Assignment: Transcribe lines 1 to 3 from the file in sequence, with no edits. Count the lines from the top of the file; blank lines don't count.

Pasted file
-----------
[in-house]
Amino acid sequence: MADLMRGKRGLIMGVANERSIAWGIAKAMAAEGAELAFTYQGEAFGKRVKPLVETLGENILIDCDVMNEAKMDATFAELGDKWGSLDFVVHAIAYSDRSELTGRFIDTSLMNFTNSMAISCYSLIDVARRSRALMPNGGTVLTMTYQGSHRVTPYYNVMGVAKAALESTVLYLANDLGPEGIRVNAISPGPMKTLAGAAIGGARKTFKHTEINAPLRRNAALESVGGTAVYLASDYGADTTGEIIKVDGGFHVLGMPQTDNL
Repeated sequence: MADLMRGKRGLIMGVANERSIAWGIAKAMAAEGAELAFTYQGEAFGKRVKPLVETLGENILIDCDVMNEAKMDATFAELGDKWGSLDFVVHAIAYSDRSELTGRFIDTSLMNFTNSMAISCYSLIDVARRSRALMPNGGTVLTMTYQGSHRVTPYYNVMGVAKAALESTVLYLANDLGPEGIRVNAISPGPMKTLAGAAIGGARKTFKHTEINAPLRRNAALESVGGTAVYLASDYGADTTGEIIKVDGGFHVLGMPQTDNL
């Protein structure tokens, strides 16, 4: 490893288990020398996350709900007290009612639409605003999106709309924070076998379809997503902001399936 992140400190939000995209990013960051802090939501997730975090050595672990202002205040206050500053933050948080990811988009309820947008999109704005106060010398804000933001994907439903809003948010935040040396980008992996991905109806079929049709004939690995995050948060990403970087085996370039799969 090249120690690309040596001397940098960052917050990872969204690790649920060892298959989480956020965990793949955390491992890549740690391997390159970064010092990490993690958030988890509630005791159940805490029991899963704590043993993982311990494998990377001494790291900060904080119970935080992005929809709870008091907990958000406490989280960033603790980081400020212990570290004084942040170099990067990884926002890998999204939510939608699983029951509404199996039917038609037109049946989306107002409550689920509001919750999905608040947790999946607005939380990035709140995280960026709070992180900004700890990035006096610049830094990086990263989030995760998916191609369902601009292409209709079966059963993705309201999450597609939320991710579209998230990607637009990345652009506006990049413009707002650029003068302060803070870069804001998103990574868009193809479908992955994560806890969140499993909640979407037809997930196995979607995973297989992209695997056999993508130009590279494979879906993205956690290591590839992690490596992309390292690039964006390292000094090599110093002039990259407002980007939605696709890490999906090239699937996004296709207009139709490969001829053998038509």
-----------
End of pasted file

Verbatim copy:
[in-house]
Amino acid sequence: MADLMRGKRGLIMGVANERSIAWGIAKAMAAEGAELAFTYQGEAFGKRVKPLVETLGENILIDCDVMNEAKMDATFAELGDKWGSLDFVVHAIAYSDRSELTGRFIDTSLMNFTNSMAISCYSLIDVARRSRALMPNGGTVLTMTYQGSHRVTPYYNVMGVAKAALESTVLYLANDLGPEGIRVNAISPGPMKTLAGAAIGGARKTFKHTEINAPLRRNAALESVGGTAVYLASDYGADTTGEIIKVDGGFHVLGMPQTDNL
Repeated sequence: MADLMRGKRGLIMGVANERSIAWGIAKAMAAEGAELAFTYQGEAFGKRVKPLVETLGENILIDCDVMNEAKMDATFAELGDKWGSLDFVVHAIAYSDRSELTGRFIDTSLMNFTNSMAISCYSLIDVARRSRALMPNGGTVLTMTYQGSHRVTPYYNVMGVAKAALESTVLYLANDLGPEGIRVNAISPGPMKTLAGAAIGGARKTFKHTEINAPLRRNAALESVGGTAVYLASDYGADTTGEIIKVDGGFHVLGMPQTDNL